3.7 Assignment Solutions
Welcome back. Today we're going to work through the solutions to the assignment set yesterday.
1.Introduction1 lesson, 00:55
2.Week 17 lessons, 50:14
3.Week 28 lessons, 56:02
4.Week 37 lessons, 1:22:49
5.Week 43 lessons, 29:23
6.Final Project5 lessons, 1:19:55
7.Closing Thoughts1 lesson, 00:39
3.7 Assignment Solutions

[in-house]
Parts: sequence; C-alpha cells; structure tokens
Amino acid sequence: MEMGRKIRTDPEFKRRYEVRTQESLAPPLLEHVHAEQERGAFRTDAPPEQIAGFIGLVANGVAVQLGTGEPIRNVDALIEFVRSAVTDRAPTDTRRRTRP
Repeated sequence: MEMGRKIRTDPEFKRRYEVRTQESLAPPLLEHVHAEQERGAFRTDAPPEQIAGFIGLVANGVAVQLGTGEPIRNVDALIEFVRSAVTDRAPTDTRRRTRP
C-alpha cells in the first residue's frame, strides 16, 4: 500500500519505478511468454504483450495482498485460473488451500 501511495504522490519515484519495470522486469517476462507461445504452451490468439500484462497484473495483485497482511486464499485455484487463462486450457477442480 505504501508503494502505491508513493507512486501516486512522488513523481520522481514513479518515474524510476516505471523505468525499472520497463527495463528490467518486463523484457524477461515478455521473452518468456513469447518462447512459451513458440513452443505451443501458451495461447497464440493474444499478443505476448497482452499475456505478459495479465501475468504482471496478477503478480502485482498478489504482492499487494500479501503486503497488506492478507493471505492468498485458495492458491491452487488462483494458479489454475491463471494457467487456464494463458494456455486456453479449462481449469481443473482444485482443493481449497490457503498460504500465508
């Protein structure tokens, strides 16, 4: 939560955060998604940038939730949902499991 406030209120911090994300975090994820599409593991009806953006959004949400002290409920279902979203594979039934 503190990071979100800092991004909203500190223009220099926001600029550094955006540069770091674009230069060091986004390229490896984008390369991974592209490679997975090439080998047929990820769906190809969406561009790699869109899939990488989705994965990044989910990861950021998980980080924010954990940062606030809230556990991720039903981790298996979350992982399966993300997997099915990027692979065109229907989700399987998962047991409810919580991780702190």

[SOUND] Welcome back and today, we're going to work through our quiz. So yesterday, I told you that you needed to build all of this without looking at my code first. So let's get started building it. I'm gonna go and move this to the left side of my computer. That way, I can bring up the Editor on the right. Now, if you're a Mac user, this isn't built into the Mac by default. You can download an app called M-O-O-M, Moom, and that will allow you to do this. Next, I'm gonna get rid of the side bar by going to View > Side Bar > Hide. So now let's get started converting the markup that you see here. First step is we have my first website. So I will copy that, and that should be placed in a top level heading. It is the most important thing. This is my website. Next, we have just a little bit about our website, and that makes sense to place it within perhaps a paragraph tag. So we'll do that now. Next, we have a list of things I enjoy. The correct way to display this is using an unordered list. Remember, the order is not important, so we don't use an ol, or an ordered list, we use a ul. Next, we have a subheading here, and this is where we will use either an h2 or an h3 tag is appropriate here. In this case, I've chosen h3, but if you did h2, that's right, too. Here, we have two quotes. So I'm gonna copy each one and remember to use a blockquote. Now, while you can get away with pasting in the quote directly within the blockquote, technically, you should use a paragraph or some other styling element within it. I typically use a paragraph element though. Next, I'm gonna copy this and duplicate it, and we'll replace this one with and another. Good. So that markup looks pretty good to me. I'm gonna open this in a new tab, and now you can see very similar, but we need to add a little bit of styling here. So to do that, I need to reference a style sheet. So I will bring back the sidebar, and we wanna reference this empty CSS file that I created. Let's do that now. If I expand this, you can see we're using the link element to link to a style sheet. We set the relationship to a style sheet, and then the href is going to be a path to where this file is stored. In this case, we're in the root, so we're gonna look in the CSS folder and find style.css. Next step is to open up style.css and get started, and once again, I will hide the sidebar. If we go back our original, it looks like the color here is grayish. You could use any color here. It's not important that you got exact value that I used. I'm gonna reference the body element because that is our parent-most element here. And that's very common for using things like background colors for your website. Background, e3e3e3. Now you could also use background-color. Both of those will work in this case. I'm going to come back and refresh the page, and now we have our grayish background. The next step is it looks like our headings are a different font than what is used by default. By default in browsers, they use Times. In this case, it looks like it's using a sans-serif font, probably Helvetica or Ariel. Now if we look though, it also appears that all of the text is receiving this font, not just the headings, if we come back. So we can do it within our body element because that's a nice way to style the body and everything within it. Remember, when you're working CSS, all of your styling will cascade. So in this case, if I apply a font-weight of bold, that's going to filter it down to all of the properties unless one of those properties overrides the body element. In this case, you see it's being applied everywhere. So now I'm gonna set a font family to san-serif, and that will default to Helvetica or Arial in the huge majority of cases. Good, we're getting there. The next step is our blockquotes has centered text, and they also have a border around them. Okay, let's do that. I'm gonna target all blockquote elements, and I'm going to make sure that they have a border. And what is the border? It's gonna be white, but how wide should it be? We'll say one pixel. And next, should it be dashed, should it be solid? How do we do it? We have to explicitly state we want it solid white. I'm gonna refresh, and there we are. But if we come back, remember, the text was centered. So we can use a property called text-align. Now this will accept a handful of values including left, right, center, or justified. Now justify is similar to maybe if you're reading a book where all the text will go to a certain mark on the right side of the page. And the way they do this is by slightly adjusting the space between each word to make sure that every single line ends at the exact same spot. Generally, in the web design industry, you'll find it's frowned upon. Web design and web copy is not the same as print. So usually, you wanna stick with left. Try not to center all of your text. It looks amateurish, but in this case, we'll get away with it. I'm gonna come back and refresh, and that's looking good. Now, couple more things we need to do here though. I want you to notice the border of our blockquote lines up perfectly with our headings. Lines are important in web design, but in this case, it's not. And why is that? And that's because it is picking up the browser's default style sheet, and the default styling for a blockquote is to indent it every so slightly with a bit of margin. They do that by using margin left, but in this case, I want to zero that out. I don't want any of it. So I will set it to zero, and if I come back, refresh, that's looking a lot better now. So good job. If you've gotten all of these right, pat yourself on the back. You have one last thing though. I'm going to expand this and note that our example first website is centered, whereas what we have right here is taking up all of the available space, as you can see with the blockquote right here. So we need to specify a width to our website and make sure that it is centered. Now we could have applied this to the body element, and we could have said width, 600 pixels. It doesn't matter what value you specified, as long as you understood that you needed to limit the width. I'm gonna refresh, and now can you see that it's no longer taking up all of the available space. It's only taking up 600 pixels worth. And then we're gonna use the trick we learned in a previous lesson of specifying that the margin left and the margin right have to be identical in width. And now, that centers that on the page. Now, while we could have done this on the body element, and this is perfectly okay for simple websites. What's more common is you'll see developers use a wrapping div. So they might do something like this, div class equals wrap. And then they will surround all of their primary content within. And then rather than using the body, they will place the styling within the parent wrap. Now if I refresh, we're getting the same effect, but this is a little bit cleaner. For larger projects, you'll want to do this in most cases. So the last thing we'll go over. You might be wondering why did I use a class rather than an id. Now if we refresh, that won't take effect anymore because remember, we use periods for classes, pound signs for identifiers. Now, we could use an id, and that would probably be okay. In fact, most of the time, this will be okay. However, if you anticipate yourself needing this styling for anything else, it's always a good practice to use classes. Now there are a variety of reasons why this is true, a lot of them are a little higher level when it comes to cascading and selector weights. I don't want you to worry about any of that for now. Just think about it from the basic standpoint of will I need these stylings again. And if yes, use a class. So good job if you followed along. If you did all of this on your own without seeing the answers first, excellent work. This is very simple, mind you, but it is an actual website that you could upload to your web host. Now in the next lesson, I'm gonna teach you about CSS floats.